A metastasis refers to a lump of cancer cells that’s physically separated from the original tumor. A metastasis can be local, like when colon cancer spreads to a nearby lymph node in the gut, or distant, as when lung cancer cells generate tumors in the adrenal gland, liver, bone or brain.
Sometimes metastases cause serious damage in the organs where they’ve settled. For instance, brain “mets” can result in impaired thinking, personality changes, blindness or seizures. Liver metastases, if large enough, can result in hepatic (liver) failure. Bone mets can lead to anemia and other blood cell deficiencies if the marrow becomes filled with malignant cells instead of normal ones.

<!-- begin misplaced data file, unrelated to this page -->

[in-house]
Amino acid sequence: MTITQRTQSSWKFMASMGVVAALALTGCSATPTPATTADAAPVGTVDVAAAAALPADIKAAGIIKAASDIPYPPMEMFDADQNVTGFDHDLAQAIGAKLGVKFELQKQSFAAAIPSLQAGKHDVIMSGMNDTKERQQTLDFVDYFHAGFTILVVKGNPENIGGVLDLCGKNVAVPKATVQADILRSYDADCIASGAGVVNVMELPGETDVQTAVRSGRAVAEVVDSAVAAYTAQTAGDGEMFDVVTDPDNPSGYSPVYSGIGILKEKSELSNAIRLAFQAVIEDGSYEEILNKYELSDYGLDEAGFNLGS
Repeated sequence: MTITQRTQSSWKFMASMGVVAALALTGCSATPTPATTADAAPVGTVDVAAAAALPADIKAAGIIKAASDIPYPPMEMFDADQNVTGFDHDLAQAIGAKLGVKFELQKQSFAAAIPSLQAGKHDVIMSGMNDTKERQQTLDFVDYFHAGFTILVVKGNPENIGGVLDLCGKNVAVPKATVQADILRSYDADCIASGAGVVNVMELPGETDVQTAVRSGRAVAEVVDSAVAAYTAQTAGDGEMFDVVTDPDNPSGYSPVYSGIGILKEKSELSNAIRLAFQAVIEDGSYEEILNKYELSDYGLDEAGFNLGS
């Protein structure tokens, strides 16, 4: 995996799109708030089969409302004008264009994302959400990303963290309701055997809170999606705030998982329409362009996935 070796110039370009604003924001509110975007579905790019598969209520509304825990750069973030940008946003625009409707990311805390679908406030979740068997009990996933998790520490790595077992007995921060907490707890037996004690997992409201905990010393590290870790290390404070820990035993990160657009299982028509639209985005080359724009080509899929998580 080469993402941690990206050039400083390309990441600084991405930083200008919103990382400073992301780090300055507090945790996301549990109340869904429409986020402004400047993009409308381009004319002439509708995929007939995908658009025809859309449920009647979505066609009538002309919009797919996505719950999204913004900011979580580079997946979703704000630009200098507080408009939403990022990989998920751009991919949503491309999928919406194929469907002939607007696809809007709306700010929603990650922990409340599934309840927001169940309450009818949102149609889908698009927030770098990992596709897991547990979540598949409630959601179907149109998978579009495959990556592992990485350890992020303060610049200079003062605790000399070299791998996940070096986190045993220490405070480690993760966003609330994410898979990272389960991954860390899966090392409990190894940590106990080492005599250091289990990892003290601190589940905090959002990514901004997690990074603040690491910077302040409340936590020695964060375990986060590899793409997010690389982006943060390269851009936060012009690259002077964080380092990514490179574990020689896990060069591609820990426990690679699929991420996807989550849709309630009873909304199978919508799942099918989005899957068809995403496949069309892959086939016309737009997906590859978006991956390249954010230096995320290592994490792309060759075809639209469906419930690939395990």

A common source of confusion is that when cancer moves from one body part to another, it’s still referred to by its site of origin. For example, if breast cancer spreads to the liver or bone, it is still called breast cancer and most often treated as such. In general it’s the type of malignant cell, rather than the affected organ, that guides therapy.
Notes on usage: The plural is “metastases.” When someone has metastatic disease, that means their cancer has spread from the primary site to another. Oncologists don’t usually apply these terms to leukemia or lymphoma.